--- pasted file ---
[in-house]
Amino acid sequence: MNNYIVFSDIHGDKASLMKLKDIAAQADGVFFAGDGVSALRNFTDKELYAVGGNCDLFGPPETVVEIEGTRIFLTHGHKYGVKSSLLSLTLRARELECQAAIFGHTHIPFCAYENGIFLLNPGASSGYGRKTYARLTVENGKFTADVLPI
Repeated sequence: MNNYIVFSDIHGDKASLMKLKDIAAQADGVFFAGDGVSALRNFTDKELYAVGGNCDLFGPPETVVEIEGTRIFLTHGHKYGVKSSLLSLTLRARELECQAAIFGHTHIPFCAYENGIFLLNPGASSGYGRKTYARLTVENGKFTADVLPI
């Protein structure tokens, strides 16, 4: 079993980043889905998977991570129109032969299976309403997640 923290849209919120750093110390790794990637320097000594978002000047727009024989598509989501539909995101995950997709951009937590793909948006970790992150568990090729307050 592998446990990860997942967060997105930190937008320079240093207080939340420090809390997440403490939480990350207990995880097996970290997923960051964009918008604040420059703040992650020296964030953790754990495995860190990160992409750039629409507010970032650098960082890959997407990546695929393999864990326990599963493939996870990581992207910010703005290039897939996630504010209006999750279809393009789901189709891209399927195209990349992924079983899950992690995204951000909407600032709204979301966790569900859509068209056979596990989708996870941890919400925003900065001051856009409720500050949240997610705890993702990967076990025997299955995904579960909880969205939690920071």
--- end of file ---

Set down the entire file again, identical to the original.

[in-house]
Amino acid sequence: MNNYIVFSDIHGDKASLMKLKDIAAQADGVFFAGDGVSALRNFTDKELYAVGGNCDLFGPPETVVEIEGTRIFLTHGHKYGVKSSLLSLTLRARELECQAAIFGHTHIPFCAYENGIFLLNPGASSGYGRKTYARLTVENGKFTADVLPI
Repeated sequence: MNNYIVFSDIHGDKASLMKLKDIAAQADGVFFAGDGVSALRNFTDKELYAVGGNCDLFGPPETVVEIEGTRIFLTHGHKYGVKSSLLSLTLRARELECQAAIFGHTHIPFCAYENGIFLLNPGASSGYGRKTYARLTVENGKFTADVLPI
């Protein structure tokens, strides 16, 4: 079993980043889905998977991570129109032969299976309403997640 923290849209919120750093110390790794990637320097000594978002000047727009024989598509989501539909995101995950997709951009937590793909948006970790992150568990090729307050 592998446990990860997942967060997105930190937008320079240093207080939340420090809390997440403490939480990350207990995880097996970290997923960051964009918008604040420059703040992650020296964030953790754990495995860190990160992409750039629409507010970032650098960082890959997407990546695929393999864990326990599963493939996870990581992207910010703005290039897939996630504010209006999750279809393009789901189709891209399927195209990349992924079983899950992690995204951000909407600032709204979301966790569900859509068209056979596990989708996870941890919400925003900065001051856009409720500050949240997610705890993702990967076990025997299955995904579960909880969205939690920071």